Italy Day 8 – Cefalu, Sicily

We were up and out early this morning, largely because we didn’t trust Ditzy, the GPS. We were scheduled for a food and walking tour of Cefalu.  Giving ourselves a lot of time was a good decision because Ditzy misdirected us several times. We finally found a parking lot on our own.

Ambra, our guide, is a lovely young local woman. She met us and the only other tour participant, an Australian woman, Mia, in front of a café. We got cappuccinos to go and ambled down the ancient cobblestone streets. We’d been on a “golf cart” tour the day before and it was interesting to hear the guides’ differing approaches to relaying information about Cefalu.  Ambra’s focus included a lot of folk tales, myths, and Sicilian lore. We heard about a freshwater spring known for helping to bring women true love, or if love didn’t work out helping women rid themselves of it. There was also a story about an Arab King who fell in love with a young Sicilian woman, cementing ties between the two cultures.

At our first stop we entered a local bakery; the scent alone nearly made me swoon. Ambra bought us each two local specialties; a sandwich on a freshly baked roll filled with slices of fried chickpeas and a square of sfincione (a thick doughy pizza) with traditional Cefalu toppings– tomatoes, onions, herbs, anchovies, breadcrumbs, and parmesan cheese. Neither of us ate the whole thing, just a nibble.

From there we walked to the shore. We stopped at a medieval laundry where fresh water continually flows. Square basins had been cut into the rock and were used to clean clothes and bedding. The constantly flowing water rinses the soap (made from ashes) away and into the sea.

A few stops for picturesque views of the town, including the old fisherman’s gate (Porta Pescara) and the old Jewish quarter, along the way to our next tasting. The old Jewish quarter remains a quiet residential area and gave us a good sense of how people live.  Ambra remarked that it is mostly occupied by older people since younger folk like to have larger living space and amenities, available a short distance out of the old city. Many of the apartments in town have been bought by investors and now operate as Air BNBs.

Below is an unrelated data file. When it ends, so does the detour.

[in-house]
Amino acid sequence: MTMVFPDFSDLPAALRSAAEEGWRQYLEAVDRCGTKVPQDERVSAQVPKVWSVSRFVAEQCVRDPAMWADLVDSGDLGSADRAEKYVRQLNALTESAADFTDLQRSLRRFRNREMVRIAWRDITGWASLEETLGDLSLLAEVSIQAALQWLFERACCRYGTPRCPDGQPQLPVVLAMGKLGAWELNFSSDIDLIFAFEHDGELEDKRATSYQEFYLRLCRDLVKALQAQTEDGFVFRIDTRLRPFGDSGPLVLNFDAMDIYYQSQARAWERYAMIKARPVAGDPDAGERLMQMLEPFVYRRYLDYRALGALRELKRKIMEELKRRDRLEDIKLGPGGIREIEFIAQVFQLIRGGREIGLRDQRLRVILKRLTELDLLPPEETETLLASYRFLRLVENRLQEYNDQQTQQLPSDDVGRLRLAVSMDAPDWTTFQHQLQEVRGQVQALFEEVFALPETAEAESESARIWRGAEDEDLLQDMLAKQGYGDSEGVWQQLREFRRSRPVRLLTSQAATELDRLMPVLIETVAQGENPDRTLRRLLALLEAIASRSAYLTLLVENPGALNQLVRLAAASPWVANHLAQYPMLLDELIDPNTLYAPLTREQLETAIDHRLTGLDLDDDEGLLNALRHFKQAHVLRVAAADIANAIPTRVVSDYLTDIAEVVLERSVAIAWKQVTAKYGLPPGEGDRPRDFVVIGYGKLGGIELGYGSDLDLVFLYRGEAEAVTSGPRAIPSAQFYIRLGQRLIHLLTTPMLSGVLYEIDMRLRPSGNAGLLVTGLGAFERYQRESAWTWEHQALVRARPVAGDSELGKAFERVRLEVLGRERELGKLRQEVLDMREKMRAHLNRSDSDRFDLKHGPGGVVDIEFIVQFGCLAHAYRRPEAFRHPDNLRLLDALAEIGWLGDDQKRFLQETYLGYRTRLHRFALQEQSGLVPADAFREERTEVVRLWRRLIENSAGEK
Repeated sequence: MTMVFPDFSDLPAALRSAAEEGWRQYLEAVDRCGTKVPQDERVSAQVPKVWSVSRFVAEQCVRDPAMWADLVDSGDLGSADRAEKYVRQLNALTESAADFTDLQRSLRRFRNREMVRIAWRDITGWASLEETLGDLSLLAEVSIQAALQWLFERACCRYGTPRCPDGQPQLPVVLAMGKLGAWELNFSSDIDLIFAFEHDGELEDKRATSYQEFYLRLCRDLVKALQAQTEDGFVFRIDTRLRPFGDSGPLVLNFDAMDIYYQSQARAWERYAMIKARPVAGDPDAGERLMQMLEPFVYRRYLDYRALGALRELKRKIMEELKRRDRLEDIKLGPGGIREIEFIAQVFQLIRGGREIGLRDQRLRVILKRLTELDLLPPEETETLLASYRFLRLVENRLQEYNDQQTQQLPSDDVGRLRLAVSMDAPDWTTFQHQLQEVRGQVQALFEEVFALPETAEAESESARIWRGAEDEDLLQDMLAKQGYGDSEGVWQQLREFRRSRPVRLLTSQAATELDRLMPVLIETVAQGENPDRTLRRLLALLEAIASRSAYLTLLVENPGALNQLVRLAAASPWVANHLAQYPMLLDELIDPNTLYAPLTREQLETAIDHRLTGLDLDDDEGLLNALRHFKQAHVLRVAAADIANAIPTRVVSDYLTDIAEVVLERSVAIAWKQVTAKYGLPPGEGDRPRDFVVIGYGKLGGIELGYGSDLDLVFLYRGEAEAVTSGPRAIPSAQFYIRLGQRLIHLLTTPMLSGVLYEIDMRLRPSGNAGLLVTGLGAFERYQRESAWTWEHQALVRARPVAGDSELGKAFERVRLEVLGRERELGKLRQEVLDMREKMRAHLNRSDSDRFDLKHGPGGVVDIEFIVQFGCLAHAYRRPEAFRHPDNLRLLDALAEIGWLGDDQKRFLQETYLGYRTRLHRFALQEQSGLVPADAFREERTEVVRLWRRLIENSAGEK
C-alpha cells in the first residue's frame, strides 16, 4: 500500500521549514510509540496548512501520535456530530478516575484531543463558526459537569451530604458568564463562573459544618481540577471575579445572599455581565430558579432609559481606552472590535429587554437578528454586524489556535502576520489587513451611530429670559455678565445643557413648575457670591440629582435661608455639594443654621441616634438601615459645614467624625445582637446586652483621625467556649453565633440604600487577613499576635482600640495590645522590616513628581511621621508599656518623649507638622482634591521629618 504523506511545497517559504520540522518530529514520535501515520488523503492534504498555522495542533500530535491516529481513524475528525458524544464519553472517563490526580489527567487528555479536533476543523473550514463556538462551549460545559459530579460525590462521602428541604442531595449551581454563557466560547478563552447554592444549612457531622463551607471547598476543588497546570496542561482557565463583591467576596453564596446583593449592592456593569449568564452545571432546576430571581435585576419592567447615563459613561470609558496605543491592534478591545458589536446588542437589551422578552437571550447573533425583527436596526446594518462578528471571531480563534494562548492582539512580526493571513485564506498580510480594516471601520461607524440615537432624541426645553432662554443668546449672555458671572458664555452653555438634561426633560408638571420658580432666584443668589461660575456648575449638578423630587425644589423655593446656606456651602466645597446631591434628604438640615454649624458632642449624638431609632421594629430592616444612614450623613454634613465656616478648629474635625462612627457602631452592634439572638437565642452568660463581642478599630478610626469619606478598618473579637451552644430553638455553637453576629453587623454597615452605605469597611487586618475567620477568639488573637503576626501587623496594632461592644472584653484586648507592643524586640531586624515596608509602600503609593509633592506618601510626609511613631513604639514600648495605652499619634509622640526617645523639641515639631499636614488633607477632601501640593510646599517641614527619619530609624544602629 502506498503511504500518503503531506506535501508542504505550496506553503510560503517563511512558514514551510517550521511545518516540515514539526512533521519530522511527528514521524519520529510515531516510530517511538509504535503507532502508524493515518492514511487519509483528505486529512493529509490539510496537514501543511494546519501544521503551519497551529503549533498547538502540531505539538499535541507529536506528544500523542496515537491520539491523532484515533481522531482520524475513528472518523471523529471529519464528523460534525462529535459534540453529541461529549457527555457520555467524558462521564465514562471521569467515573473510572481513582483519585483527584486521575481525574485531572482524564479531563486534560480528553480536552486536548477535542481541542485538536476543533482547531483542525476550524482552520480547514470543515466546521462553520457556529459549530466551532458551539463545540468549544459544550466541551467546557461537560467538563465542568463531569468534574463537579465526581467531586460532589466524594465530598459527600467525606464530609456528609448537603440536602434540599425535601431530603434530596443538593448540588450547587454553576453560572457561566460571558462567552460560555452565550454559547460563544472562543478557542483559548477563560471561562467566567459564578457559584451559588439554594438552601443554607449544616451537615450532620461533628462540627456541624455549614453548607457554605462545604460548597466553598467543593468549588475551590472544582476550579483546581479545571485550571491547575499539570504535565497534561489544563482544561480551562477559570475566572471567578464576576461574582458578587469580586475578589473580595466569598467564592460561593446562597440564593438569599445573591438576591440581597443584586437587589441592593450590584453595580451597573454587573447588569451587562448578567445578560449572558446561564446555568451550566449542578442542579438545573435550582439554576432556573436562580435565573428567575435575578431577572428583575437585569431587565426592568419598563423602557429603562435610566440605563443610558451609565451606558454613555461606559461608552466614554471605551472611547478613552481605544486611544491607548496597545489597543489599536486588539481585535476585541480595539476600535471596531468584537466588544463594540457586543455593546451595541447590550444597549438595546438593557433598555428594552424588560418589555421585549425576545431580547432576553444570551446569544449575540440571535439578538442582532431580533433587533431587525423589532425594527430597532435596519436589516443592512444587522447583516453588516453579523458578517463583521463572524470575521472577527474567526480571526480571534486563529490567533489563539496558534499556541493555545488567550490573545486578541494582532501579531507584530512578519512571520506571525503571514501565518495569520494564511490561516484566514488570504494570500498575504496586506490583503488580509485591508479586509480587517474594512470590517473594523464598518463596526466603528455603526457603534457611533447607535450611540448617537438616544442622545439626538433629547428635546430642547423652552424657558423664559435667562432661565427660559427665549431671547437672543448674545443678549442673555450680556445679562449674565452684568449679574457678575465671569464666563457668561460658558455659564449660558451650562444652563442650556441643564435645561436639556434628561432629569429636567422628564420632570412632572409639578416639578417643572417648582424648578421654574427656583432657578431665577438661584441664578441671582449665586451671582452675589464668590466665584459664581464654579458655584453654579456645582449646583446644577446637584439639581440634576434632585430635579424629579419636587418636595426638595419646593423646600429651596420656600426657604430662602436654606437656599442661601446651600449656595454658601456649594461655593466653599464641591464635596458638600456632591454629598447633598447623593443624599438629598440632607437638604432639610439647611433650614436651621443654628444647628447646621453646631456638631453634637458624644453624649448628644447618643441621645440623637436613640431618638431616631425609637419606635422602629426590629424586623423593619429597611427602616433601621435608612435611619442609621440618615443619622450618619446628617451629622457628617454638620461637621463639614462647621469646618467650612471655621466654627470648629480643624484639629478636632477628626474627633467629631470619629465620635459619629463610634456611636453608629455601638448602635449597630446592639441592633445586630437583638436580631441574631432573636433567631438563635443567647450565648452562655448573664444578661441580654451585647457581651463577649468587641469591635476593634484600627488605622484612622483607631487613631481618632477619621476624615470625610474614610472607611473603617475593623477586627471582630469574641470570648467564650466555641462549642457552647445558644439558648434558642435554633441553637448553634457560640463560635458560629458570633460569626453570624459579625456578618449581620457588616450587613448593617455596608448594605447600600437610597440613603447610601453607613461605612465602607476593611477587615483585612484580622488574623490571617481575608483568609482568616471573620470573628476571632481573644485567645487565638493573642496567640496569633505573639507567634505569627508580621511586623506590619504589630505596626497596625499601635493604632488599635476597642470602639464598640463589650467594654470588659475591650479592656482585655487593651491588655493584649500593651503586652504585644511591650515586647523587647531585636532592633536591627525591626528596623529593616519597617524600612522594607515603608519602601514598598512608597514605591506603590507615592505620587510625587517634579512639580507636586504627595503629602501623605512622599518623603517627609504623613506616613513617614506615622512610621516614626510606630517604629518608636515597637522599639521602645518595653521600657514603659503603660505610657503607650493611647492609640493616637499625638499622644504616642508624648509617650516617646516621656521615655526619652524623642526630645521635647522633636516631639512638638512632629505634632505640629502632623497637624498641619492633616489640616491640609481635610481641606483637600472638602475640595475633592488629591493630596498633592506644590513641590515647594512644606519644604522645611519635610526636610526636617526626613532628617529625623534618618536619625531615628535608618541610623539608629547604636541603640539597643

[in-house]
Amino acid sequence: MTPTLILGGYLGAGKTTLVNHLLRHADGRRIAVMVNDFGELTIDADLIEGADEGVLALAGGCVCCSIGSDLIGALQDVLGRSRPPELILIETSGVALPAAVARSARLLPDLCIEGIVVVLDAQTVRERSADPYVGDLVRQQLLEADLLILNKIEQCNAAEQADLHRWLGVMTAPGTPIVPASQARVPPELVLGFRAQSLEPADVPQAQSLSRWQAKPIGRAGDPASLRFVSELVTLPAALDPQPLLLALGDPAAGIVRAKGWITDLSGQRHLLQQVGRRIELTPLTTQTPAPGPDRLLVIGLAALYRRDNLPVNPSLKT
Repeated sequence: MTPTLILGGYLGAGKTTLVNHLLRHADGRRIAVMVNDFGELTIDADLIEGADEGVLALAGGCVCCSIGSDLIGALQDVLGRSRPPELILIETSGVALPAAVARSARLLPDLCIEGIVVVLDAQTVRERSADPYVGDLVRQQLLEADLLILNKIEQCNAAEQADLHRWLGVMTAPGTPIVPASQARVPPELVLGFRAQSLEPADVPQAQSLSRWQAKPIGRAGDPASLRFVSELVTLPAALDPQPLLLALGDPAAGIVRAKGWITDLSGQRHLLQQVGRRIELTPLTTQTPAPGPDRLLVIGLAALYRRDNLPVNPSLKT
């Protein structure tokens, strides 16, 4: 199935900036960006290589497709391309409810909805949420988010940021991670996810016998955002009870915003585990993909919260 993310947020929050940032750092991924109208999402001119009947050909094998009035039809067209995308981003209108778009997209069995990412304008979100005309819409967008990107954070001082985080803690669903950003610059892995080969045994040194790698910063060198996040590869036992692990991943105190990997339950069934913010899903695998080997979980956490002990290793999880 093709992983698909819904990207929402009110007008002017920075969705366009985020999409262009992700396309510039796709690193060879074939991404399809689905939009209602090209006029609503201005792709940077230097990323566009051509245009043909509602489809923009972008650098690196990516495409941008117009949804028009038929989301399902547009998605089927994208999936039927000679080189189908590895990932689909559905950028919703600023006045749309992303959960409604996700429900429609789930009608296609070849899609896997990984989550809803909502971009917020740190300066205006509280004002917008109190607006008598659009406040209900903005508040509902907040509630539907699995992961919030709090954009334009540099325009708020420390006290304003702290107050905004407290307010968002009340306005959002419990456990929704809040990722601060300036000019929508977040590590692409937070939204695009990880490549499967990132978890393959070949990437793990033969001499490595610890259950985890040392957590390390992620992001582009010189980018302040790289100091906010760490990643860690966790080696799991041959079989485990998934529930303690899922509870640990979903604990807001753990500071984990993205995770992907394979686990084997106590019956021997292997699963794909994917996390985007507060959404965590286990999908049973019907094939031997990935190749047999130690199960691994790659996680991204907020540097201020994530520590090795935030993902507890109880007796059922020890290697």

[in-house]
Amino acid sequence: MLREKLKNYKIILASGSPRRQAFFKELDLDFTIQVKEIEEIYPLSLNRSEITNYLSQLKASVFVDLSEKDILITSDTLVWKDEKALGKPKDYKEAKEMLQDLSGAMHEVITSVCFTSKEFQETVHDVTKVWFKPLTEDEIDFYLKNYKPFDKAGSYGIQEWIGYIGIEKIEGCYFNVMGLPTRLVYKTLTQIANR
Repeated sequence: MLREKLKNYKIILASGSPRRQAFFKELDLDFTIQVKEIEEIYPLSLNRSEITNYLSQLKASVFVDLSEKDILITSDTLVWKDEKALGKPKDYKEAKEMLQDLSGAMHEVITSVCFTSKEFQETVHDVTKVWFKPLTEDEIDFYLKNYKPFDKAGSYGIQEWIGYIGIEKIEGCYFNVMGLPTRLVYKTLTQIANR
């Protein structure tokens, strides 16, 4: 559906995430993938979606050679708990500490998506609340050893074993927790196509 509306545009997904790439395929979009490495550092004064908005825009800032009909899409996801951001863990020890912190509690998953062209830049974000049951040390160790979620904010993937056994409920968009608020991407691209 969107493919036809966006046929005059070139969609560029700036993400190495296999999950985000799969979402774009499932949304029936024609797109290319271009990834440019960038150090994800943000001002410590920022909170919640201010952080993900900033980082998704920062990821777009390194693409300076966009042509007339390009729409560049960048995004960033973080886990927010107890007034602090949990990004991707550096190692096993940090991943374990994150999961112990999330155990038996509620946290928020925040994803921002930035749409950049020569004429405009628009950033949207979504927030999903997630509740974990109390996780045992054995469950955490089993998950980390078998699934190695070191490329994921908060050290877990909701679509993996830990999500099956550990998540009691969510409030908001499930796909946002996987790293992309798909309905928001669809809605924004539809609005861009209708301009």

Our next tasting was arancino, the most traditional of Sicilian street foods. Arancino are rice balls filled with meat or cheese, covered with breadcrumbs and fried.  They are inexpensive and are offered with all sorts of filling combinations. We also had a cannolo for dessert, followed by a taste of granita, fruit ice. I tried pistachio, which was like eating an intense nutty smoothy.

By this point I’d walked more stairs than my legs were happy about and would have ended the tour there, but Ambra had a couple more places to show us. We saw where one of the gates of the city had been located, the narrowest street in Cefalu, and streets decorated with ceramics.

Tour ended we window shopped (and did a little souvenir shopping) on our way to Piazza del Duomo. The cathedral is closed between 1-3, so we sat under an umbrella and had a light lunch—Caprese salad for me, a fancy arancino for Kathy. We watched kids ride scooters and play while they dodged tourists (or crashed into them).

When the cathedral opened, we were among the first to enter. Cefalu’s Duomo is known for the enormous and strikingly beautiful mosaic of Christ Pantocrator (all ruling). The Duomo began construction in 1131, after King Roger II survived a violent storm and ran aground in Cefalu. He promised God to build the largest cathedral he could to thank him for saving his life. The cathedral was expanded over the centuries and includes architectural details from the Norman, Roman, Arab, and Byzantine periods. One odd and recent, controversial addition, which doesn’t fit at all, are abstract stained-glass windows installed in 2003.

Now exhausted, Kathy and I slowly made our way back to the car, walking through a very residential neighborhood.

When we returned to our villa it took me less than five minutes to fall into a deep sleep. I was awake for sunset, a blaze of orange and gold. Then watched moonrise. Dinner was at the resort’s excellent restaurant—grilled squid for me, fresh pasta with shrimp for Kathy. She said it was the best pasta she’d ever eaten.